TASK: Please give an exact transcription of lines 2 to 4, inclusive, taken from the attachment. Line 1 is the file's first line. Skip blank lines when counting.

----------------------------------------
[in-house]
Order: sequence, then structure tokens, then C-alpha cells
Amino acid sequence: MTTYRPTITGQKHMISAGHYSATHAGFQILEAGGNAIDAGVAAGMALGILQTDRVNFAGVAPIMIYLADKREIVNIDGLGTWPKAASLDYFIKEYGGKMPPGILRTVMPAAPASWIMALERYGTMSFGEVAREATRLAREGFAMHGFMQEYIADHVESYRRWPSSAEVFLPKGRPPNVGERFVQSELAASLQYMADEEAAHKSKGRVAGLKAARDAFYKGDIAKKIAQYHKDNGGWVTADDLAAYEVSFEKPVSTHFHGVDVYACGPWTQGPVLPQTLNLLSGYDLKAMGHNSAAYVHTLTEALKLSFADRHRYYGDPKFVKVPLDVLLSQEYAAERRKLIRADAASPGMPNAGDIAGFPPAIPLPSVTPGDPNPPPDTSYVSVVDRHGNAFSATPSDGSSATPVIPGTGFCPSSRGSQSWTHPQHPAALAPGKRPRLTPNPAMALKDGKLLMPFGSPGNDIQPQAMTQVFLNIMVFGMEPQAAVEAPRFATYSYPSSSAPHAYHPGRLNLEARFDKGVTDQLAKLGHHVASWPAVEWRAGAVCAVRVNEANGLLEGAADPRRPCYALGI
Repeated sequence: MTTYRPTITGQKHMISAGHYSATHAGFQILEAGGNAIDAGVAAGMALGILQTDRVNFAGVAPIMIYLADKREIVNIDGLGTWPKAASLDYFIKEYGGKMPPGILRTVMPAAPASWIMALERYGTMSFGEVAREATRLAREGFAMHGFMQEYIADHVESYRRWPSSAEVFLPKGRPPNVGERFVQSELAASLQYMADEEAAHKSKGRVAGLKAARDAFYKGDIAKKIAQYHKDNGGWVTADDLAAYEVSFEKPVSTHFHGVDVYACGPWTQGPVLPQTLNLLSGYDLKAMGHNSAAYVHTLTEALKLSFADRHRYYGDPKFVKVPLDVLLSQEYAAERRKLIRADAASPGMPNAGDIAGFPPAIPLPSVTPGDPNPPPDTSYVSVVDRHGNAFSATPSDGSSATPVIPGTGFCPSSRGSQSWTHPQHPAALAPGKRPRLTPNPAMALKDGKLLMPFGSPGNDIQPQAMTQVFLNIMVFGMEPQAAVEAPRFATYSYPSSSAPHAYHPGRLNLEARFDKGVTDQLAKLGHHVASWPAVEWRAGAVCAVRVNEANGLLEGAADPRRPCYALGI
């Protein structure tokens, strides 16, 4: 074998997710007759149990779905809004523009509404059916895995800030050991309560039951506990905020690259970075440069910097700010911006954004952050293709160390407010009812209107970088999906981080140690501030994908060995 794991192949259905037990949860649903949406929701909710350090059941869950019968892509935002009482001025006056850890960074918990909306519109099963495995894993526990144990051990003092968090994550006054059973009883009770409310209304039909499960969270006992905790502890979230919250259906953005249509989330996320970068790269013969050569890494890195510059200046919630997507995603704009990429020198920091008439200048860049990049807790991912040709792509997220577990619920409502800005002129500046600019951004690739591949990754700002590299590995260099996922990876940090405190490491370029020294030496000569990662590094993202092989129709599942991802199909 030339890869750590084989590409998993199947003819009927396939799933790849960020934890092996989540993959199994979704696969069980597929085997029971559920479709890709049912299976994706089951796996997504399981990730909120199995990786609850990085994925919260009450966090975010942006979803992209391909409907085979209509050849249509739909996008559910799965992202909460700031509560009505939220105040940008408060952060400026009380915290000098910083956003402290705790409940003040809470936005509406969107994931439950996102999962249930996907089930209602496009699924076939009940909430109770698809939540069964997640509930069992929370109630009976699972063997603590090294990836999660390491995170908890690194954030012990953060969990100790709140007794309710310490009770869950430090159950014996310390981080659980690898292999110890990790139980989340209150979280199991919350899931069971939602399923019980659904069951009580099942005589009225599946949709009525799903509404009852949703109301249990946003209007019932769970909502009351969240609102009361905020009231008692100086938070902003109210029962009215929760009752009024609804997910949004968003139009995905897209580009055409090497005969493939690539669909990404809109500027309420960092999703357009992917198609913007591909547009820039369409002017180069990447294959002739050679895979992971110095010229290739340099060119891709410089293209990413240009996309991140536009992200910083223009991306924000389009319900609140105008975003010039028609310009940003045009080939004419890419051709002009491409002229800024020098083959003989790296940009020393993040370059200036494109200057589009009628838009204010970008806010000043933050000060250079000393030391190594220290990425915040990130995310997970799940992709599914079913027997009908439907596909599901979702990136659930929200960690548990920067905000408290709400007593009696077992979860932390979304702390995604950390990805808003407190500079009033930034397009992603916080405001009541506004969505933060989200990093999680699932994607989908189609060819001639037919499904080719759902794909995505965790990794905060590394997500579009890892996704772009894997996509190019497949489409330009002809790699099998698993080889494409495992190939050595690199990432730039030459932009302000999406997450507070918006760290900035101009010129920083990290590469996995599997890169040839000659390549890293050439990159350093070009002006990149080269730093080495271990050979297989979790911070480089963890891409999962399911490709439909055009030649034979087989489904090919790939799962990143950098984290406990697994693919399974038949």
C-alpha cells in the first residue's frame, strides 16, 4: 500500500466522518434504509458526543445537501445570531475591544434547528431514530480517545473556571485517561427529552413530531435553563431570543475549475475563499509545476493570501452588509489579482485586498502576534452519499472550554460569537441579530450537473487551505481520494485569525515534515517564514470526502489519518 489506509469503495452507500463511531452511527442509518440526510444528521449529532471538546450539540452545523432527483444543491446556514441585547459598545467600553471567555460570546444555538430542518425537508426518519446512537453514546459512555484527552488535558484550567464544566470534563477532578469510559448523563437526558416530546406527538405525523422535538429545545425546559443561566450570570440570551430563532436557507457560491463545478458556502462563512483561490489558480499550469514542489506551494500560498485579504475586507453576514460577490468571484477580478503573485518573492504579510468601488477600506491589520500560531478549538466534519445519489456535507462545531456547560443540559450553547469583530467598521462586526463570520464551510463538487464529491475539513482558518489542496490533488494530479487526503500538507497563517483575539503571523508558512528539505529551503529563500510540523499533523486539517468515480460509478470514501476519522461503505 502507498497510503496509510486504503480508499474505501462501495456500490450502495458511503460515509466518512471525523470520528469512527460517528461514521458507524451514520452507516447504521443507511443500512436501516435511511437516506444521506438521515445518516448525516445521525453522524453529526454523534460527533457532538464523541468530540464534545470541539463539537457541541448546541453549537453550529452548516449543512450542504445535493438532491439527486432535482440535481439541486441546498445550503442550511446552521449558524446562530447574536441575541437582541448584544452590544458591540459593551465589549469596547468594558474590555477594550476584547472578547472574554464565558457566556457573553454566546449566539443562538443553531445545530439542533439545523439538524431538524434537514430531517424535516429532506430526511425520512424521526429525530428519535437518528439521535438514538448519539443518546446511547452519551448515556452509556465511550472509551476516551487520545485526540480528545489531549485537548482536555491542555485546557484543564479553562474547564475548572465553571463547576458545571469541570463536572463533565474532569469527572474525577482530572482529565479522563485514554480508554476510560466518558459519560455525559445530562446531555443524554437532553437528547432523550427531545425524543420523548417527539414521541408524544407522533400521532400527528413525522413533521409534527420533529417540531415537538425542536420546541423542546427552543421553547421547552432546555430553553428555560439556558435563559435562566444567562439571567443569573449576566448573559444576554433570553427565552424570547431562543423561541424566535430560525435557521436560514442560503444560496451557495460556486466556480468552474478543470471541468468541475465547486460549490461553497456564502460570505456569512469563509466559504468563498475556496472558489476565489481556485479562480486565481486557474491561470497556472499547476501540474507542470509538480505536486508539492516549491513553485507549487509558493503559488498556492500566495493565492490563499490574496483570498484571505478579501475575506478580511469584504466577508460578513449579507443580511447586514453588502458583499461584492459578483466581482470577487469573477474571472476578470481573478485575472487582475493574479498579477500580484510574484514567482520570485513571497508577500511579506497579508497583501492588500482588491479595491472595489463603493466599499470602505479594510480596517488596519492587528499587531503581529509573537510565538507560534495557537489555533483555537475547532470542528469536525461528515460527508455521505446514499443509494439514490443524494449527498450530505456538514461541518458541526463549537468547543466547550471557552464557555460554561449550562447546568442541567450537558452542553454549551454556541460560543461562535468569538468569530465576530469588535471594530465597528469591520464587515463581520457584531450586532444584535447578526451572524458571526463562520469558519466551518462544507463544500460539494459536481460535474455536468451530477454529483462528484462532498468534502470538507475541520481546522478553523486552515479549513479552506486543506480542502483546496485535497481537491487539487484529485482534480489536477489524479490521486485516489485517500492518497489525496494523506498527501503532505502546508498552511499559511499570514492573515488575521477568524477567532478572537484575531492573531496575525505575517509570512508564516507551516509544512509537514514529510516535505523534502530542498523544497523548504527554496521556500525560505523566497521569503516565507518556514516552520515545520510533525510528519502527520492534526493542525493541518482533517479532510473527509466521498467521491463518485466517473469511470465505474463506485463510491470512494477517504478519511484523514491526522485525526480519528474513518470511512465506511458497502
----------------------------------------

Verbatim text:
Order: sequence, then structure tokens, then C-alpha cells
Amino acid sequence: MTTYRPTITGQKHMISAGHYSATHAGFQILEAGGNAIDAGVAAGMALGILQTDRVNFAGVAPIMIYLADKREIVNIDGLGTWPKAASLDYFIKEYGGKMPPGILRTVMPAAPASWIMALERYGTMSFGEVAREATRLAREGFAMHGFMQEYIADHVESYRRWPSSAEVFLPKGRPPNVGERFVQSELAASLQYMADEEAAHKSKGRVAGLKAARDAFYKGDIAKKIAQYHKDNGGWVTADDLAAYEVSFEKPVSTHFHGVDVYACGPWTQGPVLPQTLNLLSGYDLKAMGHNSAAYVHTLTEALKLSFADRHRYYGDPKFVKVPLDVLLSQEYAAERRKLIRADAASPGMPNAGDIAGFPPAIPLPSVTPGDPNPPPDTSYVSVVDRHGNAFSATPSDGSSATPVIPGTGFCPSSRGSQSWTHPQHPAALAPGKRPRLTPNPAMALKDGKLLMPFGSPGNDIQPQAMTQVFLNIMVFGMEPQAAVEAPRFATYSYPSSSAPHAYHPGRLNLEARFDKGVTDQLAKLGHHVASWPAVEWRAGAVCAVRVNEANGLLEGAADPRRPCYALGI
Repeated sequence: MTTYRPTITGQKHMISAGHYSATHAGFQILEAGGNAIDAGVAAGMALGILQTDRVNFAGVAPIMIYLADKREIVNIDGLGTWPKAASLDYFIKEYGGKMPPGILRTVMPAAPASWIMALERYGTMSFGEVAREATRLAREGFAMHGFMQEYIADHVESYRRWPSSAEVFLPKGRPPNVGERFVQSELAASLQYMADEEAAHKSKGRVAGLKAARDAFYKGDIAKKIAQYHKDNGGWVTADDLAAYEVSFEKPVSTHFHGVDVYACGPWTQGPVLPQTLNLLSGYDLKAMGHNSAAYVHTLTEALKLSFADRHRYYGDPKFVKVPLDVLLSQEYAAERRKLIRADAASPGMPNAGDIAGFPPAIPLPSVTPGDPNPPPDTSYVSVVDRHGNAFSATPSDGSSATPVIPGTGFCPSSRGSQSWTHPQHPAALAPGKRPRLTPNPAMALKDGKLLMPFGSPGNDIQPQAMTQVFLNIMVFGMEPQAAVEAPRFATYSYPSSSAPHAYHPGRLNLEARFDKGVTDQLAKLGHHVASWPAVEWRAGAVCAVRVNEANGLLEGAADPRRPCYALGI